Another recall involving lithium-ion batteries and power banks; Costco recalls 350,000 cellphone chargers

Charger caused fires, including one on an airline flight

Courtesy of CPSC | Public Domain

Another national recall involving power banks and chargers with lithium-ion batteries has been announced. Costco recalled 350,000 Ubio Labs power banks after multiple fires, including one on an airline flight that caused injuries.

The power banks can overheat and ignite, the announcement from the Consumer Product Safety Commission said. The products, which are black, were sold in single packs and two packs, with the model number PWB1071 on the back.  The single packs sold for about $32; the two packs sold about $40.

Consumers should stop using them immediately and contact Costco for a refund if they haven’t already heard from the retailer. The distributor, Ubio Labs, is no longer in business. Costco said it has sent emails or letters to members who bought the product. Complaints to Costco include three reports of fires, including one on a commercial airline flight. Four people suffered smoke inhalation and one person was burned. 

Customers can return the items to their local Costco or call for shipping instructions. People in Alaska, Hawaii and Puerto Rico can’t ship them because of transportation restrictions involving recalled lithium-ion batteries.

Last month, 190,000 portable chargers used to provide power to cellphones and other items were recalled. A fire on a commercial airline flight was also cited in this case. The VRURC chargers were sold only through Amazon.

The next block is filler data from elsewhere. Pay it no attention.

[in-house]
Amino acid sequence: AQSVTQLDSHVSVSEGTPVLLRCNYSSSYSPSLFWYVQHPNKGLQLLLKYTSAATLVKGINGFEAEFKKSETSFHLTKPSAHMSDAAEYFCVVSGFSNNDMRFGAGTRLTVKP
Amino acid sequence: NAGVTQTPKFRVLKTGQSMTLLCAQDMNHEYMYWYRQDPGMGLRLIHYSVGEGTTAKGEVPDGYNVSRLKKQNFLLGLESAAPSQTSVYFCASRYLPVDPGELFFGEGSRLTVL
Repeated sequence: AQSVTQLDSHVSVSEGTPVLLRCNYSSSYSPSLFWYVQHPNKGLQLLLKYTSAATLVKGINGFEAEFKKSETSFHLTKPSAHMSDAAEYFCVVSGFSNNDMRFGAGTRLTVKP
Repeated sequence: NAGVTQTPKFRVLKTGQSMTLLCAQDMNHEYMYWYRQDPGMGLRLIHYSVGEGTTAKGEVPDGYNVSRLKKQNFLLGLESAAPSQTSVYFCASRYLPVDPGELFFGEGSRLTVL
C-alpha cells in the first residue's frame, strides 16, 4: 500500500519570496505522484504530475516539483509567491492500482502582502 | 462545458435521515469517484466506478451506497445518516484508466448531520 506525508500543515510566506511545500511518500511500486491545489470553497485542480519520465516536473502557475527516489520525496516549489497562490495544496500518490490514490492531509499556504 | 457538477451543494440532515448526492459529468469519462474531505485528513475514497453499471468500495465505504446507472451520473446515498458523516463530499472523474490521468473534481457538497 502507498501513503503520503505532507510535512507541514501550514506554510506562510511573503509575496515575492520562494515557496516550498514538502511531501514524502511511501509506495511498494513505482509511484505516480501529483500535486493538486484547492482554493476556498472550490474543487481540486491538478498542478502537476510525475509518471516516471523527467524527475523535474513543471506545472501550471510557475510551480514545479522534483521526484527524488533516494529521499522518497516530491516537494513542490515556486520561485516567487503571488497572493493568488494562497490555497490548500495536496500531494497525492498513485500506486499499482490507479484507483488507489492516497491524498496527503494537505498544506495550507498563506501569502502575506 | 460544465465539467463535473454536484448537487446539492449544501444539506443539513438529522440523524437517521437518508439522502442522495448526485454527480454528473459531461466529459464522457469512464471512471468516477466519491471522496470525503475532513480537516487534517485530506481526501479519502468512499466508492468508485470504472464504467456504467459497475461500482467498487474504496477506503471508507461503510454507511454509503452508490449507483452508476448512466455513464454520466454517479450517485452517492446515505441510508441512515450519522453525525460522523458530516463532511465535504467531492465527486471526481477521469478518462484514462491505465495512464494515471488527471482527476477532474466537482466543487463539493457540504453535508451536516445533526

In March, 42,000 Anker power banks were recalled because the lithium-ion batteries can overheat and cause a fire.

Certain wattages of spare lithium-ion and lithium metal batteries, including power banks and cell phone battery charging cases, are prohibited in checked bags and must be carried in carry-on baggage only, the Transportation Security Administration says.

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Teresa Murray

Consumer Watchdog, U.S. PIRG Education Fund

Teresa directs the Consumer Watchdog office, which looks out for consumers’ health, safety and financial security. Previously, she worked as a journalist covering consumer issues and personal finance for two decades for Ohio’s largest daily newspaper. She received dozens of state and national journalism awards, including Best Columnist in Ohio, a National Headliner Award for coverage of the 2008-09 financial crisis, and a journalism public service award for exposing improper billing practices by Verizon that affected 15 million customers nationwide. Teresa and her husband live in Greater Cleveland and have two sons. She enjoys biking, house projects and music, and serves on her church missions team and stewardship board.

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